Previous studies have indicated that IQGAP3 plays an important role in cell proliferation, adhesion, migration, and metastasis in various cancers [17, 18, 23, 24]. Furthermore, IQGAP3 has been identified as a multifunctional scaffold protein involved in cell adhesion and cell migration via interaction with diverse proteins [25]. As a scaffold protein, it is possible that IQGAP3 plays a critical role in the invasion and metastasis of cancer cells. For example, enforced expression of IQGAP3 accelerated the migration and invasion of lung cancer cells by interacting with ERK1 and promoting EGF-induced activation of ERK [17]. Moreover, another study reported that high expression of IQGAP1 and IQGAP3 was essential for development of invasive epidermal squamous cell carcinoma [24]. Notably, IQGAP3 levels are reportedly elevated in HCC [17, 19, 26]. However, the specific biological role of IQGAP3 remains largely unknown. In this study, we demonstrated that overexpression of IQGAP3 increases the invasion and metastasis abilities of HCC cells. The pro-invasion and metastasis roles of IQGAP3 in HCC were effectively inhibited by IQGAP3 knockdown. Therefore, IQGAP3 could serve as a potential target for the development of novel anti-metastasis interventions in HCC.

Several lines of evidence indicate that the TGF-β signaling pathway plays crucial roles in regulating malignancy initiation, progression, and metastasis in several human cancers including mammary carcinoma, pancreatic cancer, colon carcinoma, and hepatocellular carcinoma [27]. Many studies have shown that inhibitors targeting TGF-β signaling significantly suppress tumor invasiveness and metastasis [28,29,30,31]. In the TGF-β signaling pathway, TGF-β1 receptor kinases phosphorylate Smad2 and Smad3 in the C-terminal residue, which further forms a complex with Smad4 and promotes nuclear translocation of the complex to regulate downstream gene expression, resulting in stimulation of EMT [32,33,34,35]. Our current findings illustrate that upregulated IQGAP3 expression promotes TGF-β1 expression in HCC cells, and TGF-β1 activation results in Smad2 and Smad3 phosphorylation, leading to upregulation of multiple downstream genes including TGFB1, MMP2, LTBP1, and THBS1. In the nude mice model, western blot showed that IQGAP3 overexpression was significantly correlated with high Snail, Twist1, MMP2, and MMP9 expression. Therefore, our findings confirm that IQGAP3 activates TGF-β–induced activity of Smad2 and Smad3 and transcriptional responses, which contribute to the malignant behavior of HCC. Thus, blockage of TGF-β/Smad signaling pathways by silencing IQGAP3 may be a candidate targeted therapy for HCC cell metastasis.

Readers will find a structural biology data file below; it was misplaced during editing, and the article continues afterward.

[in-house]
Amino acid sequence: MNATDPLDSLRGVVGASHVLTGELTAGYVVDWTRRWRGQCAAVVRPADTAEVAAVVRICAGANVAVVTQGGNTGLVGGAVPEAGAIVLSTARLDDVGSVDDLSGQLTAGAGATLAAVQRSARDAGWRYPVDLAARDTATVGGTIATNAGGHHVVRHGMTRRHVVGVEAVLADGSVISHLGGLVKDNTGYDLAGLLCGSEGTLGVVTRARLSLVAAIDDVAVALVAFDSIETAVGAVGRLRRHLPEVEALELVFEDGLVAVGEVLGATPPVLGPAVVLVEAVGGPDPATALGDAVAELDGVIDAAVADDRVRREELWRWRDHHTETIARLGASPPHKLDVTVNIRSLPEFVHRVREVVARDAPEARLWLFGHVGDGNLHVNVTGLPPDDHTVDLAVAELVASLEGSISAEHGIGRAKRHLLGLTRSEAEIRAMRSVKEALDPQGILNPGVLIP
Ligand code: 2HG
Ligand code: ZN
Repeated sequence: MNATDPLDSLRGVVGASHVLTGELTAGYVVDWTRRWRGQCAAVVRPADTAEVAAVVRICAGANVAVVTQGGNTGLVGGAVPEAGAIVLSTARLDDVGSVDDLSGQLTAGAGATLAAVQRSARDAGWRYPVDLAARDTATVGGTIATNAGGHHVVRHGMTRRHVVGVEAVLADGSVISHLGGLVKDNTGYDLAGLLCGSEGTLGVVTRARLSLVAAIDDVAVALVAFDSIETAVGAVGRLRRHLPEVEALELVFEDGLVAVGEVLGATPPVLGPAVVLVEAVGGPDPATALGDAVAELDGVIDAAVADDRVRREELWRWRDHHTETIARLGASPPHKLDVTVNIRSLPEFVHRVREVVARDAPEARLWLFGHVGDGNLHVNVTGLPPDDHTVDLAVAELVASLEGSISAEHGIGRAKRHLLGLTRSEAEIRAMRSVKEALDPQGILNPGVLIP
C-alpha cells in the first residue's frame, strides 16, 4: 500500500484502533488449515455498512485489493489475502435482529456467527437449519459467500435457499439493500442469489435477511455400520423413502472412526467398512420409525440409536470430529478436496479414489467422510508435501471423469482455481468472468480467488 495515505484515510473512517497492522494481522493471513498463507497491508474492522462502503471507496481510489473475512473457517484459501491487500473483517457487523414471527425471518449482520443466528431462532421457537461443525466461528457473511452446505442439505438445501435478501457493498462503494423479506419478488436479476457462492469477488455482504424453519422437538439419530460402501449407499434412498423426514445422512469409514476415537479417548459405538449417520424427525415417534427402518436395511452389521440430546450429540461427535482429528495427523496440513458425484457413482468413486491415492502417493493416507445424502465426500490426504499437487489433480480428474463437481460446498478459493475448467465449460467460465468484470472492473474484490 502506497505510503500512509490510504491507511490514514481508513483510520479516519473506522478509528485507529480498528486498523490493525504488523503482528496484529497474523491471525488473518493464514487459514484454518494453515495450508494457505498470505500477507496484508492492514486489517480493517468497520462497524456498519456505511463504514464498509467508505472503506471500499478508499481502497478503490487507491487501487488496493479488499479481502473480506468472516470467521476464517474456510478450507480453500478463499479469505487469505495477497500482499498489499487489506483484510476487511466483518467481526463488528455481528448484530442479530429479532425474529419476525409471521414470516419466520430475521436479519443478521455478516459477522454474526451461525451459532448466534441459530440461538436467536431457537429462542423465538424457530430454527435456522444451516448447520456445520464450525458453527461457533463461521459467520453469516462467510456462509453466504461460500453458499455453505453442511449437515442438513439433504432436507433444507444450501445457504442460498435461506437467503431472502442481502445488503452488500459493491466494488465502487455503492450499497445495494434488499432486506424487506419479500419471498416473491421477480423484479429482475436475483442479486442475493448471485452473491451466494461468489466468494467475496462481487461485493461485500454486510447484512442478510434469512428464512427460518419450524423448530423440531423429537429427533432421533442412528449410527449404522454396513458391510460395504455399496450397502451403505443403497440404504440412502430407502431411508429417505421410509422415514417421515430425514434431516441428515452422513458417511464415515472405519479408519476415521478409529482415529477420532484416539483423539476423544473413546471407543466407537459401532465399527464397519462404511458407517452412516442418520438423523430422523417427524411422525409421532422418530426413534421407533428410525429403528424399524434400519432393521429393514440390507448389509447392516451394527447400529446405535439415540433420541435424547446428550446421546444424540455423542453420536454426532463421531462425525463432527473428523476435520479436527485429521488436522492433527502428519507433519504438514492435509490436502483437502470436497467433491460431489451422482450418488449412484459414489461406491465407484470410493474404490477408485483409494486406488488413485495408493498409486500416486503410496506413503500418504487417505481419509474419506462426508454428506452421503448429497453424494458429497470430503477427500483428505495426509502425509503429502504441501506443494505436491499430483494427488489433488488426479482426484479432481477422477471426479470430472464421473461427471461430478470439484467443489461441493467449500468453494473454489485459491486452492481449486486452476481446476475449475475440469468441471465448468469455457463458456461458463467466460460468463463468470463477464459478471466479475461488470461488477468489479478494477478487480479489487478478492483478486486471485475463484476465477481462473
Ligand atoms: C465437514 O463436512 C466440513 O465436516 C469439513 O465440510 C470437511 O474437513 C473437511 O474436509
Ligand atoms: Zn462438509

TGF-β promotes the metastasis of cancer by inducing EMT, which is an important step in TGF-β–induced cancer cell migration and invasion [36, 37]. EMT is known to play an important role in migration, invasiveness, metastasis, and chemoresistance and has been highlighted as a potential therapeutic target in HCC [38, 39]. The EMT process carries cancerous cells away from the primary tumor, allowing them to invade the surrounding stromal tissue and propagate to distant organs [40]. This process involves downregulation of epithelial markers such as cytokeratin and adherens proteins like E-cadherin and upregulation of mesenchymal markers such as vimentin, fibronectin, and N-cadherin [41]. E-cadherin is the key components of the adherens junctions of cell membrane mediating cell-cell adhesion and cytoskeleton [42]. Herein, we demonstrated that IQGAP3 induces EMT in HCC cells, leading to downregulation of epithelial markers (E-cadherin) and upregulation of mesenchymal markers (vimentin, fibronectin, and N-cadherin).

Conclusions

In conclusion, our study demonstrates that a high IQGAP3 expression level is closely correlated with poor overall survival of HCC patients. Importantly, we found that IQGAP3 promotes the invasion, EMT, metastasis of HCC cells in vitro and in vivo by activating TGF-β signaling. Together, these findings indicate that IQGAP3 functions as an important regulator of metastasis and EMT by constitutively activating the TGF-β signaling pathway in HCC. Determination of the precise roles of IQGAP3 in the pathogenesis and progression of HCC and activation of the TGF-β signaling pathway will help improve our understanding of the biological basis of cancer. Furthermore, therapy targeting IQGAP3 may facilitate the development of novel anti-metastasis strategies against HCC.